Public Citizen Ã¢â‚¬Å“a national, nonprofit consumer advocacy organization founded in 1971 to represent consumer interests in Congress, the executive branch and the courtsÃ¢â‚¬Â has filed a lengthy formal petition (http://www.citizen.org/publications/release.cfm?ID=7420) with the Food and Drug Administration Ã¢â‚¬Å“pursuant to the Federal Food, Drug and Cosmetic Act 21, U.S.C. Section 355(e)(3), and 21 C.F.R. 10.30 to immediately begin the phased removal from the market of propoxyphene (Darvon) and all propoxyphene-containing products such as Darvocet (propoxyphene and acetaminophen).Ã¢â‚¬Â
The petition to ban the popular pain reliever propoxyphene, known as Darvon, Darvocet and other generic versions, stems from the drug having Ã¢â‚¬Å“been linked with more than two thousand accidental deathsÃ¢â‚¬Â and because it Ã¢â‚¬Å“is physically addictive and has not been shown to be any more effective than safer alternatives.Ã¢â‚¬Â
The petition states that 5.6% of all drug related deaths during the past 19 years were related to propoxyphene, according to data from the Federal Drug Abuse Warning Network, which provides autopsy information from medical examiners in the US.
Yet despite this alarming rate of deaths, the drug remains widely prescribed, with 23 million prescriptions filled in 2004, making propoxyphene the 12th most commonly prescribed generic drug in the US.
According to Public Citizen, since 1981, propoxyphene has been associated with 2,110 reported accidental deaths in the US. Many of these deaths occur because most of the drug converts into a metabolite that is highly toxic to the heart and lasts longer in the body than the original compound, resulting in cardiac depression.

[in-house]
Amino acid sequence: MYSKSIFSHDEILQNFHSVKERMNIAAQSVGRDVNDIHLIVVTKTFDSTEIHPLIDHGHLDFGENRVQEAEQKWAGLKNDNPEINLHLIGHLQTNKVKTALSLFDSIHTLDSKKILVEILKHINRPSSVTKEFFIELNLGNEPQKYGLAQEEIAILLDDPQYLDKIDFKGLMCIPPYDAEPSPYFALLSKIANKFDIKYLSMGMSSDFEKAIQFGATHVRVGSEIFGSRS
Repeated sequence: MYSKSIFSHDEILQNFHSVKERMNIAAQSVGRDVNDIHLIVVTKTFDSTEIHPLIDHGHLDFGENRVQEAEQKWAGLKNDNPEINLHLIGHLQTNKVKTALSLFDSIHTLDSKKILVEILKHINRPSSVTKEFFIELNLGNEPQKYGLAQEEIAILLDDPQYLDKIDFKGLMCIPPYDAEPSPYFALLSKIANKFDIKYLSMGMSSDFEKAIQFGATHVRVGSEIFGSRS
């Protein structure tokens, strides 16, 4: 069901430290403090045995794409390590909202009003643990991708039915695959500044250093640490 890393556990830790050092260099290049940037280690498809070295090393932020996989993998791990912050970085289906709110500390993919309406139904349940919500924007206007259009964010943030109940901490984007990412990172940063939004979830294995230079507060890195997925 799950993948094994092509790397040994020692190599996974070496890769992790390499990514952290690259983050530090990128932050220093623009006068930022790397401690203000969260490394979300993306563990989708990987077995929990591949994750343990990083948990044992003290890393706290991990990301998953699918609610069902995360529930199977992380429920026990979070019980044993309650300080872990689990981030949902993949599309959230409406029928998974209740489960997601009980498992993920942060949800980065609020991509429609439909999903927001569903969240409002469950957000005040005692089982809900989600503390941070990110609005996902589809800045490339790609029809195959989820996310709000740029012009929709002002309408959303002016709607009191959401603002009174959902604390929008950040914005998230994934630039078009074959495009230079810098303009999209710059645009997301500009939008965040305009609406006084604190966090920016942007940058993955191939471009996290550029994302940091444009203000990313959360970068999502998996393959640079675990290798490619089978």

Negative heart problems associated with propoxyphene include an interruption of heart transmission of electrical impulses, slowed heartbeats and a disabling of the heart to contract properly.
“The number of deaths involving propoxyphene in the U.S. alone is striking,” says the petition, filed by Public Citizen and two Swedish experts on propoxyphene, Drs. Ulf and Birgitta Jonasson.
Last year Britain announced a phased withdrawal of the drug because of the high risk of overdose and death and the drug’s negligible effectiveness. “It has not been possible to identify any patient group in whom the risk-benefit [ratio] may be positive,” the British government stated.
In addition to heart toxicity, popoxyphene is dangerous if prescribed to the elderly because the adverse events related to the central nervous system can increase the likelihood of falls and fall-related fractures in the elderly.
According to previous studies, propoxyphene prescribed widely in the institutionalized population, in emergency rooms and in community-dwelling older people. These populations are particularly vulnerable to the negative effects of propoxyphene.
“The Food the Drug Administration should immediately begin phasing out the use of propoxyphene,” said Dr. Sidney Wolfe, director of Public Citizen’s Health Research Group. “Millions of people, many of them elderly, are being put at risk when using this drug when there are safer, more effective alternatives available. We agree with the British government’s conclusion that the efficacy of this product ‘is poorly established and the risk of toxicity in overdose, both accidental and deliberate, is unacceptable.'”